I’m really here to get the best out of that. I’m not here to try and put my spin on it so you know that like “Kerry CD’d the shit out of this.” That’s not the goal!

I’m really trying to align what the brand wants to do, what their mission is, and what creative is really going to do the best job for that?

What's the language? What's the music? What's the imagery?

Is it something that you need to bring in an outside collaborator because they're going to have a unique perspective that's going to elevate what we're trying to achieve?

Our ability to authentically do that is how we measure the success for everything. 

What would you say are three tools, or methods, or systems, or that, you could not do your job without?

  1. FaceTime and Zoom. Before the pandemic, we were very much about working remotely because the world's too big. The dopest animator for the project doesn't necessarily live in Bedstuy, he may be in London. I still want to be able to tap into that. It may mean working with someone in France or that some of the team have to travel back and forth to Brazil. So this is very much about having a way to always communicate. There are some things you do want to vibe for, but Zoom and FaceTime gave us that freedom to find collaborators from other places and bring them into the loop.

  2. Next thing is Slack and Dropbox. The remote server. You know that Cloud server be coming through. It just be saving the day [laughs]. Being able to have a Slack where we’re not beating up your phone, because we're big on mental health. I don't want to blow up your cell phone. I don't want to shoot you like a million texts because then there's no disconnect and it feels like we can't switch conversations. Having somewhere we can dump all the business communications is great.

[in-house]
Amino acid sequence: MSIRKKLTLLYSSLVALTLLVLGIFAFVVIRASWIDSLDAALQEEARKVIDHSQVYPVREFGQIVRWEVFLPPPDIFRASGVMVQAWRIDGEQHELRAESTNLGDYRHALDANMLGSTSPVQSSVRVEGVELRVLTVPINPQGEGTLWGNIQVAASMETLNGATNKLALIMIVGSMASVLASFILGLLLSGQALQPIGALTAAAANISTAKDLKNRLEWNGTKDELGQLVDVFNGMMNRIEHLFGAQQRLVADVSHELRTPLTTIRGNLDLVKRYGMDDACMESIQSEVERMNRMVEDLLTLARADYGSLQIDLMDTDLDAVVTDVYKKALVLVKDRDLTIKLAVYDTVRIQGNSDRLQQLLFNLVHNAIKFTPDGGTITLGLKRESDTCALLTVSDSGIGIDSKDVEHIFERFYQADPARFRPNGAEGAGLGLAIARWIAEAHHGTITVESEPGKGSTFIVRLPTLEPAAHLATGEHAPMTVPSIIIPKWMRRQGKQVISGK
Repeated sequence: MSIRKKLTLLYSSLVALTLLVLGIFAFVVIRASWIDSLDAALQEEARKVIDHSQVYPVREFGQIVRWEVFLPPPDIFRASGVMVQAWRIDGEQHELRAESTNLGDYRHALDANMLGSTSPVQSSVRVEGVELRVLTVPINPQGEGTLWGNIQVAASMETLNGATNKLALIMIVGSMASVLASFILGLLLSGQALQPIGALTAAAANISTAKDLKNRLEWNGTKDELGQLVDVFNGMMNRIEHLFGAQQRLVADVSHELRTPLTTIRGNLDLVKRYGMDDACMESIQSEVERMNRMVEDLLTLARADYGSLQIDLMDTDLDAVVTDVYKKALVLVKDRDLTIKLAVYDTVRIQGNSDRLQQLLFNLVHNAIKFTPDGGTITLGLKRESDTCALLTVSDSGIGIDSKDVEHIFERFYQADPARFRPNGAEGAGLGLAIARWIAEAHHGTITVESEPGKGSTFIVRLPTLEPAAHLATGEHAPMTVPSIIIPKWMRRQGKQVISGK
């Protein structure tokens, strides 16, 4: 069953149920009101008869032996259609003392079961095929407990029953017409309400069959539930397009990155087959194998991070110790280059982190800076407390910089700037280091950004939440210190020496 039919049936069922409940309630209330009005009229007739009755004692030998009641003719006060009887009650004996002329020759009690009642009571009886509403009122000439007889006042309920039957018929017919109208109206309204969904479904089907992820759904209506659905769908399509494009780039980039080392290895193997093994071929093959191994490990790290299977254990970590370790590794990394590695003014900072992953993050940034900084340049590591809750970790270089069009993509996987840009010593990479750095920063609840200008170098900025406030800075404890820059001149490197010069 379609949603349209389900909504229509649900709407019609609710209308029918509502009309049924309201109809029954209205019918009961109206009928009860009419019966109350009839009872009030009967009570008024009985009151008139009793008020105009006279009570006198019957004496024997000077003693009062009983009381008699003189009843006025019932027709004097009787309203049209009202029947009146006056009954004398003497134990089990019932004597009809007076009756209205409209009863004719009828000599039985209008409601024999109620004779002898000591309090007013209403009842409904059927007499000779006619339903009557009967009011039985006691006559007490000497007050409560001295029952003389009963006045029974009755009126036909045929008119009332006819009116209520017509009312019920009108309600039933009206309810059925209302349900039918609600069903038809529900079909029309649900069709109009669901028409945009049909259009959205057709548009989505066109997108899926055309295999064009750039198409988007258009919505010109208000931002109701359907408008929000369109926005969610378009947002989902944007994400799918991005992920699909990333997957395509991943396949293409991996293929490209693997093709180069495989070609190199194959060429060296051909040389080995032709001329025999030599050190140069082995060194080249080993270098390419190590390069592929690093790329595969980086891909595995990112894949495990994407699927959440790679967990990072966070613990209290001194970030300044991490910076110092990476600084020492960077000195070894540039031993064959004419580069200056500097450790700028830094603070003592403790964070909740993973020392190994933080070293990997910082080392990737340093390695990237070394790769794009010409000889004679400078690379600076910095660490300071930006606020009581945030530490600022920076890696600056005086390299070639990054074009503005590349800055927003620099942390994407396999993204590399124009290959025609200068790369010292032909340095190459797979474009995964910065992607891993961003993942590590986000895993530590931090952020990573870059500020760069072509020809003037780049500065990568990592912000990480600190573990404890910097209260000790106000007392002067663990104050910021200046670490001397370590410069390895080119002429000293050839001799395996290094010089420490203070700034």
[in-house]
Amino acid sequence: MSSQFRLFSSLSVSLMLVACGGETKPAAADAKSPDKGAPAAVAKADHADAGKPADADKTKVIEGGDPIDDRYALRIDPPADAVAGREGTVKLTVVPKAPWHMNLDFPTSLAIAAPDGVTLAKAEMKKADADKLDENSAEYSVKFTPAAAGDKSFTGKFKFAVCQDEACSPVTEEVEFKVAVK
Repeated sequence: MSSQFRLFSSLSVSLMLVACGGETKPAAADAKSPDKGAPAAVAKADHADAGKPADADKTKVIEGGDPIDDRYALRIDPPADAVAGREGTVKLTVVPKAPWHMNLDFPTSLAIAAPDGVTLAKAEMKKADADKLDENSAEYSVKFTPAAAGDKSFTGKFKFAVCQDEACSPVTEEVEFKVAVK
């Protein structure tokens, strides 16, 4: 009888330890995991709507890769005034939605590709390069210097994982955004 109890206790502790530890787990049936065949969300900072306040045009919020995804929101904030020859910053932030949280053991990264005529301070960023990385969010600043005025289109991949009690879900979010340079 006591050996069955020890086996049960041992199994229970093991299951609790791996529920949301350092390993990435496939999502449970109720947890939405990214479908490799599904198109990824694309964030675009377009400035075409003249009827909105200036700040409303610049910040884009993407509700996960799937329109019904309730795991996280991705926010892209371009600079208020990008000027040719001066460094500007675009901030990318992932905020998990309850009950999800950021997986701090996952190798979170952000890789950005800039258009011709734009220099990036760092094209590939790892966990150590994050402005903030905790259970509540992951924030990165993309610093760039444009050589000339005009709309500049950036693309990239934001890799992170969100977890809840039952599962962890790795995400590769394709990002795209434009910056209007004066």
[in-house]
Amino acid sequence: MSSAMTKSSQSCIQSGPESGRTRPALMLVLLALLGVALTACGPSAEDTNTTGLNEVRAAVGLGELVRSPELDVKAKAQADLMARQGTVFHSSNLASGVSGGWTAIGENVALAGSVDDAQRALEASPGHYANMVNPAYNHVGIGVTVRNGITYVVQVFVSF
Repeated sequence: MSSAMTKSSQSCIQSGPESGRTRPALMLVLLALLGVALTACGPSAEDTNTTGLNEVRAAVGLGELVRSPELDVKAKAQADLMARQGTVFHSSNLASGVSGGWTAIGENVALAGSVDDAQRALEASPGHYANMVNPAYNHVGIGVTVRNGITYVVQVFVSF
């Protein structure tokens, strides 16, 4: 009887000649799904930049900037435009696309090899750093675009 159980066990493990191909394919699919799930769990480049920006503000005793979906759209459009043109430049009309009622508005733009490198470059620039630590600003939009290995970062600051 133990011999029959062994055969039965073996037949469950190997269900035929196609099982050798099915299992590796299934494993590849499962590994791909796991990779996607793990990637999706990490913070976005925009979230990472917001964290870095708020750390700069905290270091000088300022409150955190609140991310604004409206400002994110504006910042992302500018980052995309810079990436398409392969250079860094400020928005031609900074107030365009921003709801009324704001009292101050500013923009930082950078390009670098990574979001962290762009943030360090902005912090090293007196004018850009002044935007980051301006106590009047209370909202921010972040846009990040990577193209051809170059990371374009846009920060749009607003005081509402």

3. The last thing has to be food apps. Being able to get food to people. Again, we’re working remotely. So sometimes it's sending people cookies And sometimes it's doing remote group lunches. The world we live in doesn’t necessarily mean we’re all physically together. And these tools allow us to still move the same. To move as a unit. 

What’s the best piece of advice you ever received?

Always be transparent and honest with yourself and with your team. 

The greatest gift you have as a Creative Director and a leader of any team is your transparency and your honesty. That goes for the team that you’re leading and the clients you're working with. 

They want to work with you for that. They want to know what you think. They want to know why you think it.

They’re going to come with ideas sometimes and if there’s something in it that could potentially be a misstep or just not work, it’s your job to be honest. 

I'm not collaborating with you because I just want to make you happy. I want to make you better. 

Better is not the same thing. Better means I see a hole somewhere. I see something you’re not doing or something you could be doing and I’m going to call that out.

Me not doing that means that I’m not really helping you.I'm putting a Band-Aid on something. Or I’m fanboying you or doing some hypebeast shit or something like that.
If I’m not being true, it’s going to show in the work. It’s going to show in what we bring you that we weren’t being honest.